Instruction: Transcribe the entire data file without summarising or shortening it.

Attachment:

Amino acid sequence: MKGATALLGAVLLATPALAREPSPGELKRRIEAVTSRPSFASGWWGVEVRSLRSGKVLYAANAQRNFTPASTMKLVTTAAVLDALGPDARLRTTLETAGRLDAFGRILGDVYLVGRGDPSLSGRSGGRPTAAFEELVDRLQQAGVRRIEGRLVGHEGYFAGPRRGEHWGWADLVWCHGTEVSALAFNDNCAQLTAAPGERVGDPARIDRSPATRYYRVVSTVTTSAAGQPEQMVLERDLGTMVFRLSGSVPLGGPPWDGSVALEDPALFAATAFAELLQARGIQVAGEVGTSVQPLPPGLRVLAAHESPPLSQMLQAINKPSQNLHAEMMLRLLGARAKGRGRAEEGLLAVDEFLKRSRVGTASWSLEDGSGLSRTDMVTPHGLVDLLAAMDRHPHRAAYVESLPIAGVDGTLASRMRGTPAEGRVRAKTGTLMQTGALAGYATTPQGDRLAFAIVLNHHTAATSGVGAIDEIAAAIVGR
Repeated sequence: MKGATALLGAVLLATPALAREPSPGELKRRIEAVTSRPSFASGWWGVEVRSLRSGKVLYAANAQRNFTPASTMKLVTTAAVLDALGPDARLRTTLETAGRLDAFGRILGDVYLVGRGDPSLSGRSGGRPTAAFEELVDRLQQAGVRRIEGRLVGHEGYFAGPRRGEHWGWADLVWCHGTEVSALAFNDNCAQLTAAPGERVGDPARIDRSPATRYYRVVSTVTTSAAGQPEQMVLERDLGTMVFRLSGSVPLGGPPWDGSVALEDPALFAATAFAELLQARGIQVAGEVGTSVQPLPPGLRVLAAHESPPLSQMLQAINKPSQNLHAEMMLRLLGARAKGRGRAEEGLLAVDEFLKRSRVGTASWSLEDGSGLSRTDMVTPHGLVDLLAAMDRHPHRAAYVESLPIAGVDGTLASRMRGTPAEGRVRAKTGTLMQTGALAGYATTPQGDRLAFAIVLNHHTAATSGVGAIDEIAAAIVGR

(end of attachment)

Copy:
Amino acid sequence: MKGATALLGAVLLATPALAREPSPGELKRRIEAVTSRPSFASGWWGVEVRSLRSGKVLYAANAQRNFTPASTMKLVTTAAVLDALGPDARLRTTLETAGRLDAFGRILGDVYLVGRGDPSLSGRSGGRPTAAFEELVDRLQQAGVRRIEGRLVGHEGYFAGPRRGEHWGWADLVWCHGTEVSALAFNDNCAQLTAAPGERVGDPARIDRSPATRYYRVVSTVTTSAAGQPEQMVLERDLGTMVFRLSGSVPLGGPPWDGSVALEDPALFAATAFAELLQARGIQVAGEVGTSVQPLPPGLRVLAAHESPPLSQMLQAINKPSQNLHAEMMLRLLGARAKGRGRAEEGLLAVDEFLKRSRVGTASWSLEDGSGLSRTDMVTPHGLVDLLAAMDRHPHRAAYVESLPIAGVDGTLASRMRGTPAEGRVRAKTGTLMQTGALAGYATTPQGDRLAFAIVLNHHTAATSGVGAIDEIAAAIVGR
Repeated sequence: MKGATALLGAVLLATPALAREPSPGELKRRIEAVTSRPSFASGWWGVEVRSLRSGKVLYAANAQRNFTPASTMKLVTTAAVLDALGPDARLRTTLETAGRLDAFGRILGDVYLVGRGDPSLSGRSGGRPTAAFEELVDRLQQAGVRRIEGRLVGHEGYFAGPRRGEHWGWADLVWCHGTEVSALAFNDNCAQLTAAPGERVGDPARIDRSPATRYYRVVSTVTTSAAGQPEQMVLERDLGTMVFRLSGSVPLGGPPWDGSVALEDPALFAATAFAELLQARGIQVAGEVGTSVQPLPPGLRVLAAHESPPLSQMLQAINKPSQNLHAEMMLRLLGARAKGRGRAEEGLLAVDEFLKRSRVGTASWSLEDGSGLSRTDMVTPHGLVDLLAAMDRHPHRAAYVESLPIAGVDGTLASRMRGTPAEGRVRAKTGTLMQTGALAGYATTPQGDRLAFAIVLNHHTAATSGVGAIDEIAAAIVGR